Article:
I waited way too long to read this book. I don\’t even really know why I waited so long, other than Courtney and I started this blog around the same time that I actually bought the book and it took me a while to get to the point where I started reading some of the books that I wanted to read instead of just books that we received requests for. If you follow my blog at all, you know that I love WWII era historical fiction. What I loved about this book is that it showed the lives of average Germans during the war. That\’s not a perspective I\’ve seen a lot (or ever that I can think of off the top of my head). But Liesel\’s foster family wasn\’t exactly average either because they held unfavorable opinions about Jewish people, at least unfavorable by German standards during the war. Another highlight of this story was that it was told from the perspective of Death. It was a bit odd to get used to at first because he jumped around a bit, as Death is wont to do in the course of his work, but once I got used to it, it was a fun way to see things. While death isn\’t exactly omniscient, he does have access to information that a human narrator wouldn\’t have. I realize that I\’m late enough to this party that you\’ve probably already made up your mind about whether you want to read this book or not, but if you\’re still on the fence about it, you should absolutely not wait any longer. You\’re likely to regret it if you do, like I did. Overall I give The Book Thief 5.05 stars.


Review #3

Audiobook The Book Thief by Markus Zusak

Agree with all the others giving one or two stars: who in hell thought this was a good book? the style is exasperating and there is no much meat or story. Some say that is because it was intended to young people, but I wonder how young you have to be to enjoy that kind of writing. Tried to come to terms and finish it but I could not waste more time on this.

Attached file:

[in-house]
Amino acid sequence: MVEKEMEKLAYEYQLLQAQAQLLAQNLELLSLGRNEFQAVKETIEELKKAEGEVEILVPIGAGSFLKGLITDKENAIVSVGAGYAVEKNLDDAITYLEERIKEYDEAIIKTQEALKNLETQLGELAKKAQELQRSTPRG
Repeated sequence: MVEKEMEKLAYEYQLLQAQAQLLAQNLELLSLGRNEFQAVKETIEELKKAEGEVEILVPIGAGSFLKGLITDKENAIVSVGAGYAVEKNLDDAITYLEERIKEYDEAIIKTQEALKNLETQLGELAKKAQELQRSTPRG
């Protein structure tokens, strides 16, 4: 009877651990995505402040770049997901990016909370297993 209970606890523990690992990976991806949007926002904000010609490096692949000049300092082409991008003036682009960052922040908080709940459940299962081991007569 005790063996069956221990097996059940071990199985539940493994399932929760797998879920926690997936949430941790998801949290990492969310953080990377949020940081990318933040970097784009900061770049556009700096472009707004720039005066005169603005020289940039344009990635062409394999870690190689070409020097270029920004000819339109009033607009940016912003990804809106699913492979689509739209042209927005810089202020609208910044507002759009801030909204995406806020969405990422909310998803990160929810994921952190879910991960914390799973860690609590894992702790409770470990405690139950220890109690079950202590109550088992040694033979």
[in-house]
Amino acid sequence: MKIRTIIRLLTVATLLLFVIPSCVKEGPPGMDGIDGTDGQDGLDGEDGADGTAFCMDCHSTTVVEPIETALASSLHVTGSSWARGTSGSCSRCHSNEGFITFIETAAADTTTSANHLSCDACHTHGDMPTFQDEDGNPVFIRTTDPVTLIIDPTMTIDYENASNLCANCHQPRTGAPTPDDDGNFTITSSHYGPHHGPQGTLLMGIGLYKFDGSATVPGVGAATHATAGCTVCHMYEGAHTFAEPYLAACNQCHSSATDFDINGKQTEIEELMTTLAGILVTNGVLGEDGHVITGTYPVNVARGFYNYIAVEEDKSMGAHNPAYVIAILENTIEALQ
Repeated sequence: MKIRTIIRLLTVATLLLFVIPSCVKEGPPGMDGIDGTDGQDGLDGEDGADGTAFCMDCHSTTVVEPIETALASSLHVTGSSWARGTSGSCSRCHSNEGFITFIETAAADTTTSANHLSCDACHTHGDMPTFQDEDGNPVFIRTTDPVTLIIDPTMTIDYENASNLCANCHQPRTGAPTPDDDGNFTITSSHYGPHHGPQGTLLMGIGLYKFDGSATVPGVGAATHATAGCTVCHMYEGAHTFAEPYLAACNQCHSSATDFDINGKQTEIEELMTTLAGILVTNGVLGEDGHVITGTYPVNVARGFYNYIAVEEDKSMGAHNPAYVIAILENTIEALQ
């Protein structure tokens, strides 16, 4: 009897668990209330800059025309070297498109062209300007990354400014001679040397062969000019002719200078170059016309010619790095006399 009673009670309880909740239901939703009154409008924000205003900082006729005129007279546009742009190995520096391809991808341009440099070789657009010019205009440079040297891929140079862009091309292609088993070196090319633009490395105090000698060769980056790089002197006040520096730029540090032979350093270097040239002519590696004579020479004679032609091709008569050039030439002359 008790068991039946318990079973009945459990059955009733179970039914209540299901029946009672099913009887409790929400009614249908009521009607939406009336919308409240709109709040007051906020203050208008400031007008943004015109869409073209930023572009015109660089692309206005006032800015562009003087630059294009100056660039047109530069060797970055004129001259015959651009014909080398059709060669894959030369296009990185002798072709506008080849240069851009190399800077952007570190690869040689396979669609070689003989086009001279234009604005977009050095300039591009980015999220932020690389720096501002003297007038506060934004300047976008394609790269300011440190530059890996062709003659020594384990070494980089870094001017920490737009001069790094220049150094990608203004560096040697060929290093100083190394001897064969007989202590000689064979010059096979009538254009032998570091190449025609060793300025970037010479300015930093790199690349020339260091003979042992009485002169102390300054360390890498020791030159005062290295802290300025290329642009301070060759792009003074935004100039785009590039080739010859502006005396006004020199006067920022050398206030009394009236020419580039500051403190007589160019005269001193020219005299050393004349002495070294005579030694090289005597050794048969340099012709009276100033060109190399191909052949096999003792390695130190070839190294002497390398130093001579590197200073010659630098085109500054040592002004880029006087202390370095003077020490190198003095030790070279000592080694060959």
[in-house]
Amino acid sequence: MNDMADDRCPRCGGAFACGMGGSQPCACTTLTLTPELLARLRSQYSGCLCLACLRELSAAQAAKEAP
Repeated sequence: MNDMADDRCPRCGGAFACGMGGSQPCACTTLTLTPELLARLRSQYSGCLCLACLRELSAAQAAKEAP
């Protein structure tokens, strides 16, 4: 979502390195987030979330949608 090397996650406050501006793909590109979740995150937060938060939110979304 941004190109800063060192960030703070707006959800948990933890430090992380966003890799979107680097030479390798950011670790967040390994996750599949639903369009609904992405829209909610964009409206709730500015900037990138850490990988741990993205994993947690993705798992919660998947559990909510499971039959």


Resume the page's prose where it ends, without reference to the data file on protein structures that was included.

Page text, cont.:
Review #4

Audio The Book Thief narrated by Allan Corduner

With a heart full to overflowing and eyes quite moist, I finish this novel of a young waif of a girl in Hitlers Germany whose body, soul, and spirit ought never have survived her furnace of affliction. Yet survive she does, grittily and even poetically, with the aid of a good friend, a tender father, a Jewish refugee in the basement, a mother whose harshness runs only skin keep, and a traumatized mayors wife who loves to have her books stolen. As the old proverbold but still true for all its rusty yearswould tell us, The book is far better than the movie. This has never been more true than with Markus Zusaks phenomenal achievement. The book is narrated by Death, the Grim Reaper. Yet he is not an evil presence, indeed his tender observations are endearing. In the end, the circumstances of 1940s Europe keep him far busier than hed prefer. Yet he cannot take his eyes off these dismal, glorious humans. They haunt him, these human beings do. He sees such majesty in them, and such cruelty. The circumstances that call him into hard labors allow him to peer into the human condition at its best and, simultaneously, at its best. He cannot look away from them, these horrible, beautiful, haunting beings. This reader revels in the deeply biblical substratum of this compelling novel, whether intended by its author or not. The best book Ive read in a year. And Im hardly alone, for this work has virtually nailed itself to the top rung of the New York Times Bestsellers List. As another old proverb might have it, 50,000,000 Elvis fans cant be wrong. Buy it, read it, remember it when you least expect.